It may have been four centuries since his death, but there’s no keeping that William Shakespeare down. In this anniversary year, there have been sightings of the master playwright everywhere from primetime TV, courtesy of Russell T. Davies’s crazily inventive A Midsummer Night’s Dream, to the British Library in London, which is currently hosting a major exhibition in his honour. Even Philomena Cunk has got in on the action, leaving no stone unturned in her quest to uncover the truth about whether the Swan of Avon really coined the word "ROFLcopter" (spoiler alert: almost certainly not).
Not to be outdone, this year's Proms are getting in on the action, with a special strand of concerts paying tribute to Shakespeare’s work. Here are six of the highlights, spanning four centuries of musical history. A good excuse to make like Puck and get yourself down there, or enjoy the festival in many other ways.
1. Early doors (1600s)
If you want to step inside Shakespeare's own soundworld, the place to come is the Sam Wanamaker Playhouse on Bankside in London. Opened in 2014, this jewel-like, candlelit indoor space is a painstaking recreation of a 17th-century playhouse - an appropriately lustrous setting for a chamber recital of early English music inspired by Shakespeare's plays, courtesy of soprano Katherine Watson, tenor Samuel Boden and bass Callum Thorpe. On the menu are pieces by John Blow and Matthew Locke, plus excerpts from Henry Purcell's sparkling 1692 adaptation of A Midsummer Night's Dream, The Fairy Queen. They're joined by Jonathan Cohen's ace Baroque ensemble Arcangelo.
Proms at … Sam Wanamaker Playhouse
Listen below (until 12 Sep)
2. Fairy dust (1820s)
Like many 19th-century Germans, composer Felix Mendelssohn worshipped Shakespeare, and for many years toyed with the idea of setting The Tempest as an opera. That project came to nothing, but at the tender age of 17 he composed an overture to A Midsummer Night's Dream, returning to it in his 30s and expanding it into a series of incidental pieces to accompany a production of the play. The incidental music contains the famous Wedding March, still a favourite on nuptial playlists, but the Overture is the real masterwork - delightfully fleet and energetic, scurrying with fairy-like energy. The composer doesn't use a word of the text, but still manages to smuggle in a cheeky musical reference to the bumbling tradesman Bottom being turned into an ass.
Prom 48, Matthias Pintscher and Mendelssohn, 21 August
3. Love supreme (1880s)
In an altogether darker key is the Russian composer Pyotr Ilych Tchaikovsky's Fantasy-Overture on Romeo and Juliet, the first Prom in this year's festival. Written at the behest of Tchaikovsky's older colleague Mily Balakirev, the piece uses the orchestra to summon the world of the play, even though (as with Mendelssohn) not a word of the text is spoken. The kindly Friar Laurence is given a sober, choir-like woodwind theme, which then explodes into a violent battle between the strings, representing the feuding Montague and Capulet clans. The work's emotional high-point is its throbbing love theme, which has been recycled in everything from the Bond film Moonraker to the Wayne's World soundtrack.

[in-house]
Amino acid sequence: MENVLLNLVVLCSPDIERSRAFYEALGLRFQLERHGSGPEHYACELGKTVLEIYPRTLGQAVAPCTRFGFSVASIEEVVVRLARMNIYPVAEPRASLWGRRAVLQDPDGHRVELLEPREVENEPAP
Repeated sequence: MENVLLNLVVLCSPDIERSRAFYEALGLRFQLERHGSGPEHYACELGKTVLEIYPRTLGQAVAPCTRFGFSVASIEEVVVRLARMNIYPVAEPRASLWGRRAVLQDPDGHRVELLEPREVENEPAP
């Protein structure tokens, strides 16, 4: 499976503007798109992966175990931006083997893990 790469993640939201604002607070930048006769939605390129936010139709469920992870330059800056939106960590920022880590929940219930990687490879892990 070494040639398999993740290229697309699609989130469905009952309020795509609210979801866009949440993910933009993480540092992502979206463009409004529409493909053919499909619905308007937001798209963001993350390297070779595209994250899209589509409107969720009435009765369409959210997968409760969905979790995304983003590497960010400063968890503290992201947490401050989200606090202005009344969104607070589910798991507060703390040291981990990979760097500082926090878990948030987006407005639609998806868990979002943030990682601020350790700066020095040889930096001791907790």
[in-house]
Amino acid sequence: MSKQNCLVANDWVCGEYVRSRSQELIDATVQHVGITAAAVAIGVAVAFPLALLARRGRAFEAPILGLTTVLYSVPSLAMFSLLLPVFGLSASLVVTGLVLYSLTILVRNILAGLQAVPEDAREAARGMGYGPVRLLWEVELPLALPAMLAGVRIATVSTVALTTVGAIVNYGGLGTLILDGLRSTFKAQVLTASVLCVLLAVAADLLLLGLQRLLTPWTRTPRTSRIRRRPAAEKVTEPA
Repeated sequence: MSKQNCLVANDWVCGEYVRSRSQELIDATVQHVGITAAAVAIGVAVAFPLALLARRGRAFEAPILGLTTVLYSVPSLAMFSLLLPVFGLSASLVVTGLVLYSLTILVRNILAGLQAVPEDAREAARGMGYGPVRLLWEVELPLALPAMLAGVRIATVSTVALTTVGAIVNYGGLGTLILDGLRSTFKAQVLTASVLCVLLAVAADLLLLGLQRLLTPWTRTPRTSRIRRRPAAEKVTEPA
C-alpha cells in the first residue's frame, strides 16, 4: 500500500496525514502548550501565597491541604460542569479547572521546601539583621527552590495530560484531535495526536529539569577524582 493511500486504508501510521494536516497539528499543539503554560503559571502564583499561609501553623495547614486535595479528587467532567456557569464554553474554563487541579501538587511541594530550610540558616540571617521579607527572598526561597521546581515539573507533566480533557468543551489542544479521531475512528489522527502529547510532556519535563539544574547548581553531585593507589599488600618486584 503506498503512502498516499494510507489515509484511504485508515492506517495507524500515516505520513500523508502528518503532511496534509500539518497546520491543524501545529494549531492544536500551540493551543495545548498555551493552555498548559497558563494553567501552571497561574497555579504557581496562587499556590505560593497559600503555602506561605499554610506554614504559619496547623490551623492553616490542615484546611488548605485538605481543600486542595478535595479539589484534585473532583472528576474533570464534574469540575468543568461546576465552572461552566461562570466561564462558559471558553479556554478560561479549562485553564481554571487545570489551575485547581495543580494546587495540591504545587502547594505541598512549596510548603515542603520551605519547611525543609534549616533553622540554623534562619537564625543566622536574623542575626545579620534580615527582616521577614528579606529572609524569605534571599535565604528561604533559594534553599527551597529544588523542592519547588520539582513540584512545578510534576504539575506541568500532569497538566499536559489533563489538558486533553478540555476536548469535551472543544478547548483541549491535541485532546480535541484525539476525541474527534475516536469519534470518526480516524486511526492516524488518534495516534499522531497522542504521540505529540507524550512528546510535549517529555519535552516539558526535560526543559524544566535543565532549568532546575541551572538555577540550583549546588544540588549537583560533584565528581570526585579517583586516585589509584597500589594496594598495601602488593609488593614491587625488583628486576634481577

4. Midsummer madness (1900s)
Tchaikovsky pondered writing a work based on King Lear, an idea that also occupied opera composer Giuseppe Verdi for many years. Impressionist French composer Claude Debussy got closer still, though in the end he only completed two movements before abandoning the project. The first section, a fanfare overture, is forceful and impassioned, then retreats into more mysterious regions; while the second, Le Sommeil de Lear (Lear’s Sleep) is a brooding account of Lear's madness once the storms have passed. Debussy's response to this most harrowing of tragedies is almost never performed live - all the more reason to make time to see it this summer.
Prom 22, Ravel, Lera Auerbach and Debussy
Listen below (until 31 Aug)
5. Swinging with Shakespeare (1950s)
If you fancy your Bard with a bit more bada-boom, investigate Duke Ellington's masterful homage, originally written for the Shakespeare festival in Stratford, Ontario in 1956. Composed in close collaboration with arranger Billy Strayhorn and saxophonist Johnny Hodges, Such Sweet Thunder - the title comes from A Midsummer Night's Dream - distills some favourite characters into a series of sassy musical sketches, among them a bittersweet plucked bass solo for Othello (Sonnet in Search of a Moor) and a finger-snapping, crazily chromatic homage to Hamlet (Madness in Great Ones). The raw and sexily raspy title track, subtitled Cleo, has a nice touch of the Broadway belter - every inch the theme for an Egyptian queen.
Prom 28, National Youth Jazz Orchestra of Scotland
Listen below (until 4 Sep)
6. Ancient and Modern (1590s; 2000s)
Viol group Fretwork and vocal ensemble Stile Antico span the centuries with a concert that offsets music from Shakespeare's own time with contemporary works. They'll be offering some of the earliest settings of songs from the plays, Thomas Morley's sprightly It was a Lover and His Lass from As You Like It and Robert Johnson's tender Full Fathom Five from The Tempest, alongside music by fellow Elizabethan composer William Byrd. Alongside this, you can hear new settings by rising American composer Nico Muhly (Gentle Sleep, 2015) and Huw Watkins's jazzy The Phoenix and the Turtle (2014), both written specially for Stile Antico.
Proms Chamber Music 5, Fretwork and Stile Antico
Listen below (until 14 Sep)